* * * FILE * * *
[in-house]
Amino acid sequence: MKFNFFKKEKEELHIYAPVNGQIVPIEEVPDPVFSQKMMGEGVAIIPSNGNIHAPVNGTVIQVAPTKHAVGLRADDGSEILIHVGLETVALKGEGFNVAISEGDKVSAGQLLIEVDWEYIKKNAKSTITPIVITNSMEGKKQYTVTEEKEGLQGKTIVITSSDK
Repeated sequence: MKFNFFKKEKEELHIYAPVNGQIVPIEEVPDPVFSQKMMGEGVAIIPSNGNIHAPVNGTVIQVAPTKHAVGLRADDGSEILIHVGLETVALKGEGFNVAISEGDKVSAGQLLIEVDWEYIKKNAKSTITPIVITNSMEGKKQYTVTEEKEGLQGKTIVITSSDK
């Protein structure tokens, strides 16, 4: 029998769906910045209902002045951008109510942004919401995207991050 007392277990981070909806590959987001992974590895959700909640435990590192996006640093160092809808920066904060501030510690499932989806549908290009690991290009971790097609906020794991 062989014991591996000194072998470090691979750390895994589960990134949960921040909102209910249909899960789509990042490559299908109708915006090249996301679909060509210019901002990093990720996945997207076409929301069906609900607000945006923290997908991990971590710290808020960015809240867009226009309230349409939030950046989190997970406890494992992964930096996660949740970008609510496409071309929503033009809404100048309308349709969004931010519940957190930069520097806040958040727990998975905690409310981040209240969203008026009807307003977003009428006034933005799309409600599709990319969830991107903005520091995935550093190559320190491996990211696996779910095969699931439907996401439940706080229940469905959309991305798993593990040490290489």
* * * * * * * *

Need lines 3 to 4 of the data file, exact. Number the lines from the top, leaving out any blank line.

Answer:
Repeated sequence: MKFNFFKKEKEELHIYAPVNGQIVPIEEVPDPVFSQKMMGEGVAIIPSNGNIHAPVNGTVIQVAPTKHAVGLRADDGSEILIHVGLETVALKGEGFNVAISEGDKVSAGQLLIEVDWEYIKKNAKSTITPIVITNSMEGKKQYTVTEEKEGLQGKTIVITSSDK
């Protein structure tokens, strides 16, 4: 029998769906910045209902002045951008109510942004919401995207991050 007392277990981070909806590959987001992974590895959700909640435990590192996006640093160092809808920066904060501030510690499932989806549908290009690991290009971790097609906020794991 062989014991591996000194072998470090691979750390895994589960990134949960921040909102209910249909899960789509990042490559299908109708915006090249996301679909060509210019901002990093990720996945997207076409929301069906609900607000945006923290997908991990971590710290808020960015809240867009226009309230349409939030950046989190997970406890494992992964930096996660949740970008609510496409071309929503033009809404100048309308349709969004931010519940957190930069520097806040958040727990998975905690409310981040209240969203008026009807307003977003009428006034933005799309409600599709990319969830991107903005520091995935550093190559320190491996990211696996779910095969699931439907996401439940706080229940469905959309991305798993593990040490290489």